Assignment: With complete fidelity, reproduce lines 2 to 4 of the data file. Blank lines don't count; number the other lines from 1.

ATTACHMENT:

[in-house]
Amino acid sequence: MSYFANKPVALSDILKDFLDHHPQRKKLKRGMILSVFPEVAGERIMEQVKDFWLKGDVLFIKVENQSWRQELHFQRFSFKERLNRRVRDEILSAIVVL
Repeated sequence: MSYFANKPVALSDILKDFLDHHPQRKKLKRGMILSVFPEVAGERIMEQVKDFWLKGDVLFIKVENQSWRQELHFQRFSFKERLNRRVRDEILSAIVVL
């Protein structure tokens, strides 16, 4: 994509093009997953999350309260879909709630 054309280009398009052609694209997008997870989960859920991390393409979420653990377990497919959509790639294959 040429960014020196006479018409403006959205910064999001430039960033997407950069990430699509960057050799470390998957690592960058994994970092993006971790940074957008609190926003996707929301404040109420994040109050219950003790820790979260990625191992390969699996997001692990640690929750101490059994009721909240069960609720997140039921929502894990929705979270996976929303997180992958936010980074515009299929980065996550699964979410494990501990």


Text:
Amino acid sequence: MSYFANKPVALSDILKDFLDHHPQRKKLKRGMILSVFPEVAGERIMEQVKDFWLKGDVLFIKVENQSWRQELHFQRFSFKERLNRRVRDEILSAIVVL
Repeated sequence: MSYFANKPVALSDILKDFLDHHPQRKKLKRGMILSVFPEVAGERIMEQVKDFWLKGDVLFIKVENQSWRQELHFQRFSFKERLNRRVRDEILSAIVVL
């Protein structure tokens, strides 16, 4: 994509093009997953999350309260879909709630 054309280009398009052609694209997008997870989960859920991390393409979420653990377990497919959509790639294959 040429960014020196006479018409403006959205910064999001430039960033997407950069990430699509960057050799470390998957690592960058994994970092993006971790940074957008609190926003996707929301404040109420994040109050219950003790820790979260990625191992390969699996997001692990640690929750101490059994009721909240069960609720997140039921929502894990929705979270996976929303997180992958936010980074515009299929980065996550699964979410494990501990």